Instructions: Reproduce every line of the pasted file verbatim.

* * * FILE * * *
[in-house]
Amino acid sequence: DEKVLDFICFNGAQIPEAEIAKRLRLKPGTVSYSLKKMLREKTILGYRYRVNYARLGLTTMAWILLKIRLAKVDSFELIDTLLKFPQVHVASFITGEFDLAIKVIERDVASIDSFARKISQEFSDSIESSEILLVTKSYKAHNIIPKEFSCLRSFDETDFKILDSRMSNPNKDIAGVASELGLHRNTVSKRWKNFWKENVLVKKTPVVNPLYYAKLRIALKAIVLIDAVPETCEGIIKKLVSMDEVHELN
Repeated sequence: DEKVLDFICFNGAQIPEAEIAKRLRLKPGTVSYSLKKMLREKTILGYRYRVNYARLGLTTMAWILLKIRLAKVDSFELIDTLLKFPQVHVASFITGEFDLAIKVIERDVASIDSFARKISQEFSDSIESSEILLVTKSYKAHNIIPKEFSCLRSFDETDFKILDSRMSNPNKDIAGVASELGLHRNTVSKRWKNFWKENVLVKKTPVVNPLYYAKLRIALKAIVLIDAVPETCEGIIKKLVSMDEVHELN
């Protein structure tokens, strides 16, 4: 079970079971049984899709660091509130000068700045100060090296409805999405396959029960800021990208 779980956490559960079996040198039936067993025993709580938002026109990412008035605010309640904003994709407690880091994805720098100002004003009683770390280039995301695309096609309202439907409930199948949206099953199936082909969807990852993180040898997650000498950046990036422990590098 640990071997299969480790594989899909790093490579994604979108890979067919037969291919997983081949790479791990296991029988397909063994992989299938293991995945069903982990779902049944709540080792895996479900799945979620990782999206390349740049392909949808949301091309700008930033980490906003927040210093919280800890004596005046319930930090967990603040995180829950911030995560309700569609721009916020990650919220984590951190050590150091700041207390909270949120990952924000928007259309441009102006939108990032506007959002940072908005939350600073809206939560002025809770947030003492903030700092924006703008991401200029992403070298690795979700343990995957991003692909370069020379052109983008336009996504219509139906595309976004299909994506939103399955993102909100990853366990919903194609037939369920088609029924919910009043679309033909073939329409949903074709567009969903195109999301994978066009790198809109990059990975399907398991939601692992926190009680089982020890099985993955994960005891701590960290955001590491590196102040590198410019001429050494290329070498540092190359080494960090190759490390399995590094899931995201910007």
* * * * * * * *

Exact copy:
[in-house]
Amino acid sequence: DEKVLDFICFNGAQIPEAEIAKRLRLKPGTVSYSLKKMLREKTILGYRYRVNYARLGLTTMAWILLKIRLAKVDSFELIDTLLKFPQVHVASFITGEFDLAIKVIERDVASIDSFARKISQEFSDSIESSEILLVTKSYKAHNIIPKEFSCLRSFDETDFKILDSRMSNPNKDIAGVASELGLHRNTVSKRWKNFWKENVLVKKTPVVNPLYYAKLRIALKAIVLIDAVPETCEGIIKKLVSMDEVHELN
Repeated sequence: DEKVLDFICFNGAQIPEAEIAKRLRLKPGTVSYSLKKMLREKTILGYRYRVNYARLGLTTMAWILLKIRLAKVDSFELIDTLLKFPQVHVASFITGEFDLAIKVIERDVASIDSFARKISQEFSDSIESSEILLVTKSYKAHNIIPKEFSCLRSFDETDFKILDSRMSNPNKDIAGVASELGLHRNTVSKRWKNFWKENVLVKKTPVVNPLYYAKLRIALKAIVLIDAVPETCEGIIKKLVSMDEVHELN
């Protein structure tokens, strides 16, 4: 079970079971049984899709660091509130000068700045100060090296409805999405396959029960800021990208 779980956490559960079996040198039936067993025993709580938002026109990412008035605010309640904003994709407690880091994805720098100002004003009683770390280039995301695309096609309202439907409930199948949206099953199936082909969807990852993180040898997650000498950046990036422990590098 640990071997299969480790594989899909790093490579994604979108890979067919037969291919997983081949790479791990296991029988397909063994992989299938293991995945069903982990779902049944709540080792895996479900799945979620990782999206390349740049392909949808949301091309700008930033980490906003927040210093919280800890004596005046319930930090967990603040995180829950911030995560309700569609721009916020990650919220984590951190050590150091700041207390909270949120990952924000928007259309441009102006939108990032506007959002940072908005939350600073809206939560002025809770947030003492903030700092924006703008991401200029992403070298690795979700343990995957991003692909370069020379052109983008336009996504219509139906595309976004299909994506939103399955993102909100990853366990919903194609037939369920088609029924919910009043679309033909073939329409949903074709567009969903195109999301994978066009790198809109990059990975399907398991939601692992926190009680089982020890099985993955994960005891701590960290955001590491590196102040590198410019001429050494290329070498540092190359080494960090190759490390399995590094899931995201910007």